This is the one question that causes all the canine misery, and the rescue shelters being fall, the high numbers being euthanized.

This one simple question. And it’s been happening for years and years.

Now, the danger is, how do you avoid the emotional damage? So the One-eyed Leo book takes this question head-on, and it does it in a very subtle way.

So, to begin with, the book is really a love story, and it’s a love story about—it’s a love story between, a one-eyed disabled dog in a rescue shelter, and two children between the ages of 6 and 10.

Now, the difference with this and any other dog who’s out there is— Leo, the dog tells the children:  what type of home he wants to move into. So, he comes out with his terms and conditions, like any CEO or any HR manager to say: “Well, we will recruit you, but these are terms and conditions.”

“And please read through them before you sign on the dotted line.”

The idea is that the children don’t rush into things, but they have to read the love story on the left side of the page, on the left side of the page—you have the engagement between the children and Leo.

And then on the right side of the page, there’s a page for the adults to read to the children. So, this is really a child’s book that adults read to children. It’s not a child’s book that the adults would give to the children.

So, on the right side of the page, there’s a sort of a narrative that expands on the love story. Every step in the book, the children take on, if you like the romance of the idea of having a dog in the house, and then that romance goes into the detail of responsibility.

And in our focus groups, about 6 months ago, we found about 30, 40% of the children stopped after chapter 4 or 5, and said, “Oh, it was a good idea at the beginning, but we didn’t realize we’ve all this work to do.”

Chris: Yeah, it’s a lot of work.

Ciaran: Yeah, exactly. A lot of work. And the beauty here is, the parents have not made the decision. The child has made the decision.

Chris: So, it seems like you’ve got a lot of research. And like you said, about 50 different people, had a hand in pulling this together.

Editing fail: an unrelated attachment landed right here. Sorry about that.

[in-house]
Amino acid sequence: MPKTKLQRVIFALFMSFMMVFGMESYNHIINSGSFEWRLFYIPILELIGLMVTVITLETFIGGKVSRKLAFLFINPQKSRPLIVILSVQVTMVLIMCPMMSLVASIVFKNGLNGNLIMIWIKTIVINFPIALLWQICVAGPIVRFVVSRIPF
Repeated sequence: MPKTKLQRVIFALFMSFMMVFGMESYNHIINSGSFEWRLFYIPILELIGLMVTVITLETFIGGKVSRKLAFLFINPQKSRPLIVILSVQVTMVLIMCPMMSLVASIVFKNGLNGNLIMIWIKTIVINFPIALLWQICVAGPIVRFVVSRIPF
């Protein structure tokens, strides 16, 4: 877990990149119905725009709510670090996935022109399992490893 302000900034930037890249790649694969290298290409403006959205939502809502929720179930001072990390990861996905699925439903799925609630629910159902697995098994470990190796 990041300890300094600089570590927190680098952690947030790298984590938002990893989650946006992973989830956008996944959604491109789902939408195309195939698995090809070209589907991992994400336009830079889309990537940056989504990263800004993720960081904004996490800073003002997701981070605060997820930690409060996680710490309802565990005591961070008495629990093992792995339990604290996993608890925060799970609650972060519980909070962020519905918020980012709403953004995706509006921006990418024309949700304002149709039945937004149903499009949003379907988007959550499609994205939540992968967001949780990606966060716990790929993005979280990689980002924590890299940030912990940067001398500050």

So, what’s the hope? What’s the objective for this massive effort.

Ciaran: A series of objectives, and basically, as this built, became sort of very clear where the entire system is, and where the weakest link is and we’re trying to remove the weakest link, to collapse a social evil and a social problem.

Chris: I love the focus of this.

I love the fact that it’s obviously about rescues and shelters. I’m really excited to see where this is going. It sounds like you got big plans.

So, where can people go and learn more about the book, and purchase the book, Ciaran?

Ciaran: Okay, at the moment, it’s on our website,  which is Dog Internet of Things, That’s all, one word— DOGINTERNETOFTHINGS.COM

We have one outlet in the States at the moment, which is: Morty’s Bark and Brew. That’s in New York, Air Gustafson, and has a fantastic project there.

We have a few outlets coming at the moment, but I am asking anybody in the pet dog industry, that has a website, I would like to take this on to do so.

Chris: I think it’s awesome, I think I’m excited to be able to talk to you, and be able to share this, and we’ll certainly link to it and do what we can.

And as we wrap things up, I’ll just remind our viewers and listeners, that if you got an amazing idea like, Ciaran did, with all of the supporters that helped them, we’d love to feature you on the show, just go to INNOVATIONS.SHOW and we’ll get you on the show and talk about it.

So, thanks again, Ciaran, for coming on. I really appreciate it.

Ciaran: Thank you, Chris.

Thank you.